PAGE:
The 2009 ABA Journal Blawg 100
These are the 100 best Web sites by lawyers, for lawyers, as chosen by the editors of the ABA Journal.
Welcome to the third annual ABA Journal Blawg 100 - the best legal blogs as selected by the Journal's editors.
Our readers clued us in to a few law blogs we'd never seen before, and you'll find them among the 40 blawgs that are new to our list this year.
For a list of all 100 blawgs, complete with their companion Twitter feeds and extra quick takes, click here.
Readers who registered with ABAJournal.com were able to pick up to 10 favorite blawgs in the 10 categories below.
Click here for FAQ about the Blawg 100 and voting.
Voting is now closed.
TechnoLawyer Blog covers the latest technology for law practice management and highlights the best of the legal blogosphere. Many posts are merely teasers for content that is only available on TechnoLawyer's eight free electronic newsletters, but posts pulled from those electronic publications are thorough and solid.
*The TechnoLawyer Blog drew the most votes in this category only after it ran a sweepstakes campaign offering readers who claimed to have voted for it the opportunity to win one of two $500 first prizes and five $100 second prizes. Had the sweepstakes offer not been made, the likely winner would have been E-Lessons Learned.
e-Lessons Learned is primarily a student-run e-discovery and legal technology blog, where items are posted in a practical, easy-to-scan case digest format. Each post contains a summary of the “e-lesson learned” so readers can decide whether to keep on reading. We like that.
Nope, it's not another comic book blog—although we love those. Check this out if you're interested in information management, law libraries, Internet marketing or the role of technology in law practice management. The 3 Geeks (lesser-seen founder Sophia Lisa Salazar, Greg Lambert and Toby Brown) get fruitful reader discussions going with their "Elephant Posts," which ask for multiple views on a single issue or question.
Blogger V. Mary Abraham is a lawyer focused on knowledge management at Debevoise & Plimpton’s New York City office. Most posts focus not on incremental news developments in her discipline, but rather its “nontech challenges” and big-picture concerns: strategy, productivity, and encouraging strong-willed attorneys to share information systematically.
22 Tweets houses Lance Godard’s live, often insightful “Twitterviews,” essentially mini-profiles of lawyers who tweet. In 22 tweets, lawyers reveal professional challenges, marketing tips and how to best interact with clients.
This is where St. Louis lawyer Dennis Kennedy blogs his ABA Journal legal tech columns, aggregates tweets from his Twitter microblog, and prefaces new episodes of The Kennedy-Mighell Report, the podcast he co-hosts with Inter Alia’s Tom Mighell at Legal Talk Network on alternate Wednesdays.
New Orleans lawyer Jeff Richardson lines up to get his hands on the latest Apple products on the day they are released, shares his experiences in great detail (focusing on the lawyerly uses of these devices) and rounds up Apple coverage from all over the Web. So if you want the skinny on iOS 7, the iPhone 5S, and the recently released iPad Air and iPad Mini with Retina display, this is the blog to visit.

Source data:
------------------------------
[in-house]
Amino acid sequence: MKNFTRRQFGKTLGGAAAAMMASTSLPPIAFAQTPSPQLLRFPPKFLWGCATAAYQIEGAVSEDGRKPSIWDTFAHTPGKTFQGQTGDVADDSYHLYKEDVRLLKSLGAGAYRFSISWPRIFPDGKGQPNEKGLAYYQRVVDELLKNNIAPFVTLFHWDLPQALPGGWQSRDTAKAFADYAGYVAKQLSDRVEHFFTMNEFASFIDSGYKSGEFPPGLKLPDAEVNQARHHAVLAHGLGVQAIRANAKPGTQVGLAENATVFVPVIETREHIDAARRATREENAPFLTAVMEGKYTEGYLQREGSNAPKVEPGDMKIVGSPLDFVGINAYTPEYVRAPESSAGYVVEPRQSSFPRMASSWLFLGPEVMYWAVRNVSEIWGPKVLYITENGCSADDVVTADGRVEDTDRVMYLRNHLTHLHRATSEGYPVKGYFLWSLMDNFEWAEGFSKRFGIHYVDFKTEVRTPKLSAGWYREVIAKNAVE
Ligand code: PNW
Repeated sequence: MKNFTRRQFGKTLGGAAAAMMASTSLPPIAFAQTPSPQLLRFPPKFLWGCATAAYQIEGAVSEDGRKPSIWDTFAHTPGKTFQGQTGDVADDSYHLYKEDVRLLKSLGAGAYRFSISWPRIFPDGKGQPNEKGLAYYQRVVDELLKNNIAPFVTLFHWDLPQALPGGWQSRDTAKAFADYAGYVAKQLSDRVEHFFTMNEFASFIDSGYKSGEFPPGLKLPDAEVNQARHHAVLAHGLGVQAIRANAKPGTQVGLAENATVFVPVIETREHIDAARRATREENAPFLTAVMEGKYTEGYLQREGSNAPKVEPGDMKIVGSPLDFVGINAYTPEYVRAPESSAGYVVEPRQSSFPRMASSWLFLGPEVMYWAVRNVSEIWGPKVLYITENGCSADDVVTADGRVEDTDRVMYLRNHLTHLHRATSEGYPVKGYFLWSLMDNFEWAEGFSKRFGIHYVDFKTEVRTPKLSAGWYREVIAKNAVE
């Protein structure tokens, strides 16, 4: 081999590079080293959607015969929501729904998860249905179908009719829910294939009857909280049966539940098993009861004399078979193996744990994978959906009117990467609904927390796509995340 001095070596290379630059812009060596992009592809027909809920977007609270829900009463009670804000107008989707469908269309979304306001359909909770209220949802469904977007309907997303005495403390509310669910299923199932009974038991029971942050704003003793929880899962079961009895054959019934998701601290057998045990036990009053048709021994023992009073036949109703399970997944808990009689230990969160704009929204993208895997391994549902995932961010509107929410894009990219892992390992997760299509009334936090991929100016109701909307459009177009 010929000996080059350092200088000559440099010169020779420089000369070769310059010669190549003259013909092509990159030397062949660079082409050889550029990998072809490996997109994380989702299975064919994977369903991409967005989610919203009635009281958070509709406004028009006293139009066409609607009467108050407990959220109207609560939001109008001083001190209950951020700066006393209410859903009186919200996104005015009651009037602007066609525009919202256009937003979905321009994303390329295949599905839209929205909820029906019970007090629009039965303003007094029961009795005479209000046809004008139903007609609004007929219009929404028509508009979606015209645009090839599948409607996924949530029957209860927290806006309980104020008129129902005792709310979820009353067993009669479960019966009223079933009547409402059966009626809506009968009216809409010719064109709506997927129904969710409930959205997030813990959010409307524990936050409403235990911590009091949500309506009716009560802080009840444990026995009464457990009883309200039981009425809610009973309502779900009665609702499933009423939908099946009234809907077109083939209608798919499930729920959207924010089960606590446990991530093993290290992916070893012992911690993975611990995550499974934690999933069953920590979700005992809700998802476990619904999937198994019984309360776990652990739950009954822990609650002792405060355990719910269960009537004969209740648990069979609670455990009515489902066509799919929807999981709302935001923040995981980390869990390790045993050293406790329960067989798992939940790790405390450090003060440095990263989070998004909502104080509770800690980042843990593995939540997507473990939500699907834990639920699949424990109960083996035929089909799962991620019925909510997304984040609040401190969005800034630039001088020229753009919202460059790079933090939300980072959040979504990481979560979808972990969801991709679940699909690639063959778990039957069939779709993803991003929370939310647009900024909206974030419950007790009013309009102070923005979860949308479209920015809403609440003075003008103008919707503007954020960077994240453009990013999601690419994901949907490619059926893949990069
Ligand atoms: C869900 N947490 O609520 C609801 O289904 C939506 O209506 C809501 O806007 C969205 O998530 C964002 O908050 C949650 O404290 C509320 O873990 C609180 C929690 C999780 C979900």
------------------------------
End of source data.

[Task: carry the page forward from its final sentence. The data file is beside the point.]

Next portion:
No time to evaluate all the latest platforms geared toward practitioners? No worries. Bob Ambrogi has it covered at LawSites, where he test-drives the latest releases—from new law- and law practice-related apps to new e-tools for legal research, billing and document management. Reviews cover ease of use, usefulness, functionality and cost. But his blog isn’t only about technology. Ambrogi of Rockport, Mass., cross-posted his popular Lawyer2Lawyer podcast on the blog and keeps his readers up on news about ethical implications for lawyers’ use of technology. (Editors' note: The Oct. 31 Lawyer2Lawyer podcast was the final one.)
Dallas lawyer Tom Mighell’s bread and butter are his blawg-of-the-day posts and his newsletter, Internet Legal Research Weekly. He told Lawyers USA in August that he has tracked nearly 2,300 law blogs since 2000, and declared that failed legal blogs last an average of one year and 10 months.
Are you an Android power user? Then this St. Petersburg, Fla., solo’s blog is for you. Rick Georges puts up one or two brief but substantive posts a day, alternating between content related to Droid apps and other software, and op-eds on law practice issues.
HALL OF FAME LexBlog founder Kevin O'Keefe of Seattle blogs for a tech-savvy lawyer audience about how to make the most of their legal blogs and presence on Facebook, Twitter and LinkedIn. But don't misunderstand—blogging isn't all about marketing to O'Keefe. "Search results may not be the be-all and end-all for good law blogs," he writes. He thinks it's great how blogs have democratized publishing for lawyers who can now avoid gatekeepers for law reviews and trade industry publications.
Santa Clara University law prof Eric Goldman and Seattle lawyer Venkat Balasubramani (and some new contributors this year, it appears) cover technology cases involving laws that have only existed for the past decade or two. For jurisprudence involving search engines, website user agreements, emails and text messages, pay this blog a visit.
Strategic Legal Technology’s Ron Friedmann covers “project management, legal outsourcing and legal innovation in a way that makes you contemplate what is happening in the industry and what we need to do to keep our competitive edge." —Greg Lambert, 3 Geeks and a Law Blog